Saturday, January 20, 2018

Author interview with Rebecca J. Gomez

I'm thrilled to welcome children's book author Rebecca J. Gomez to my blog today.  Rebecca is the author of WHAT ABOUT MOOSE (Atheneum 2015) and HANSEL AND GRETAL: NINJA CHICKS (Putnam  2016). 

Rebecca, thank you so much for being willing to join us and answer a few questions.  I can't wait to hear the inside scoop on your writing.

Let's get to the questions! 

First, I see that you have a writing partner, Corey Rosen Schwartz.  How did you get started working together? How do you collaborate together to create a manuscript? Do you still write together?

Corey and I met in 2005 when we were members of the same online critique group. Corey liked working with a partner, and she asked me if I would consider collaborating. I said yes, and we have been writing together ever since!

We do a lot of brainstorming together. Once we hit on an idea that appeals to both of us, we open a document on Google drive and just start writing! For the most part, we write together from beginning to end, but we occasionally separate if we get stuck or if our visions aren't completely meshing.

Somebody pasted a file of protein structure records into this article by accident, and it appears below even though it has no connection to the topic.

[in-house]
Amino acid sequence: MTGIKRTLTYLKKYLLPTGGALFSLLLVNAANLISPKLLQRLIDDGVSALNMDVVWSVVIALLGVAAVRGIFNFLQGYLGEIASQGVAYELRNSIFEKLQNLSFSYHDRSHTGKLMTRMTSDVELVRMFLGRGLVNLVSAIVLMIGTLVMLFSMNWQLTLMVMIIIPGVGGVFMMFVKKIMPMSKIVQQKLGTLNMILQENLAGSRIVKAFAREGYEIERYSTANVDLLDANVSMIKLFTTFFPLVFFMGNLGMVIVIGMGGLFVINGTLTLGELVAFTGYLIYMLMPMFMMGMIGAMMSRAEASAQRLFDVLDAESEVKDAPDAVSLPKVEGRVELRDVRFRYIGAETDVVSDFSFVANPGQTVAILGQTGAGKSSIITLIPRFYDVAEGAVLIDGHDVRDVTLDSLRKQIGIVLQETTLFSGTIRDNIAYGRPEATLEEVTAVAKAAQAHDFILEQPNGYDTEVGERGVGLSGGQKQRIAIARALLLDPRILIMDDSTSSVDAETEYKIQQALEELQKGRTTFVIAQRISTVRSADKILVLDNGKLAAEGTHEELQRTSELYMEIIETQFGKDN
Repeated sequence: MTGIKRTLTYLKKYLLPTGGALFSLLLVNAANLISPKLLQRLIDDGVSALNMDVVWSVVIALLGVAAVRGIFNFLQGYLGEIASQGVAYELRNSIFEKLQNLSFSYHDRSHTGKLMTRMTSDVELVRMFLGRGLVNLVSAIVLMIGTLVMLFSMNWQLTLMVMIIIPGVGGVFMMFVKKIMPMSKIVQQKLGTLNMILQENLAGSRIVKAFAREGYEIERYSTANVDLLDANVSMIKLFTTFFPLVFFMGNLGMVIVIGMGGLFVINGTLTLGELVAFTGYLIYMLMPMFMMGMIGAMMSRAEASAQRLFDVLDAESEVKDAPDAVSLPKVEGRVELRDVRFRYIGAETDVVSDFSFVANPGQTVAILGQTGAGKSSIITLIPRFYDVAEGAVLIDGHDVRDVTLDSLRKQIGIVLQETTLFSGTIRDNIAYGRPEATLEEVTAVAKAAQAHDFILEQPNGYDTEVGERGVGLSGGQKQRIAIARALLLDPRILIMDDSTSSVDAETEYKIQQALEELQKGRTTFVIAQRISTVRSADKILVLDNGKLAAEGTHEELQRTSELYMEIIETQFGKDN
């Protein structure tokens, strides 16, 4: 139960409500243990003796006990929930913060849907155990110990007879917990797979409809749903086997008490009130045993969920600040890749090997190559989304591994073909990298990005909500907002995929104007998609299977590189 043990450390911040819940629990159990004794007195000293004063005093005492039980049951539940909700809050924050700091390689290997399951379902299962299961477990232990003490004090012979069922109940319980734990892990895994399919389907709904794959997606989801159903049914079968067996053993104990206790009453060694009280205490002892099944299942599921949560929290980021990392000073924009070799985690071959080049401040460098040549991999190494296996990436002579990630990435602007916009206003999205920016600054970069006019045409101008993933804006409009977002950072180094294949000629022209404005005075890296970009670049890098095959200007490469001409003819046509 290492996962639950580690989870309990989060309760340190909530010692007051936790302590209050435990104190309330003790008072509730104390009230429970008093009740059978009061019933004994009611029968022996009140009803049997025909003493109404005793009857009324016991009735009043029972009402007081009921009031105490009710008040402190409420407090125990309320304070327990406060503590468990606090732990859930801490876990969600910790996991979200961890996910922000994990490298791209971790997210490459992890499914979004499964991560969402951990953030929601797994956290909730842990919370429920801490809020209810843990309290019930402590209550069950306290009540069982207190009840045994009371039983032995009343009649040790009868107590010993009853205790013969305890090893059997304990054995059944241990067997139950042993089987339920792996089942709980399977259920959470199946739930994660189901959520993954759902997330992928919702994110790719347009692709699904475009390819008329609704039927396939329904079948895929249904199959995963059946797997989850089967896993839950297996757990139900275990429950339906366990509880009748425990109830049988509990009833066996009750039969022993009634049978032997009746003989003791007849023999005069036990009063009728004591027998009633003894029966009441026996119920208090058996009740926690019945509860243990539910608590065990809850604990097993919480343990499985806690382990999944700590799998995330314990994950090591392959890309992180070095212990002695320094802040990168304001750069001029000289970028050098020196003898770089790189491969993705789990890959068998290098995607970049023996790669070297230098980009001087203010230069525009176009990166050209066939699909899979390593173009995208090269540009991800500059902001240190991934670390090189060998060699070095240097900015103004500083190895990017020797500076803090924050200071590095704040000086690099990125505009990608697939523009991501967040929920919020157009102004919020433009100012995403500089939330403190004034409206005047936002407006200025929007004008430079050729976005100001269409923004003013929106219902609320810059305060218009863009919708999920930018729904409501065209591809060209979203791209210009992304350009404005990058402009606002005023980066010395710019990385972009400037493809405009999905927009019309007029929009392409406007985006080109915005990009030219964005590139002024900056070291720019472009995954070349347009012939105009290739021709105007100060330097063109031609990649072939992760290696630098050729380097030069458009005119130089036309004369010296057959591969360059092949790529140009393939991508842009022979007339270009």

Technology makes that possible--so fascinating. That must involve a lot of mutual trust and respect. Your collaborations have definitely produced some wonderful books!

I wanted to ask you about rhyme and rhythm. Your book WHAT ABOUT MOOSE demonstrates that you have a wonderful flair for rhyme and rhythm.  Do you have any "tips" for authors who are trying to hone their skills at rhyming?

Thank you! I think one thing that makes my and Corey's rhyme really work is that we live in different parts of the country, so what rhymes for me doesn't always rhyme for her. We have to work extra hard to make sure the rhymes "work." This is true for the rhythm too. I think authors who write on their own can learn from that. So one piece of advice is to find a variety of readers, especially readers who talk a little differently than you, to see how well your work flows for them. 

I also suggest reading a lot of rhyming books and taking note of what works and what doesn't. Rhyming well is hard work, so don't do it if you're not willing to commit. In truth, no rhyming book will be perfect for every reader, but it's worth the effort to make it as smooth as it can be.

I never considered the different ways of pronouncing English, and I'm even a language teacher. Great advice!  

Next, I noticed that you are working on a middle grade fantasy novel.  How is the technique for picture book writing different for you than when you are writing a longer manuscript? Which you do you prefer and why?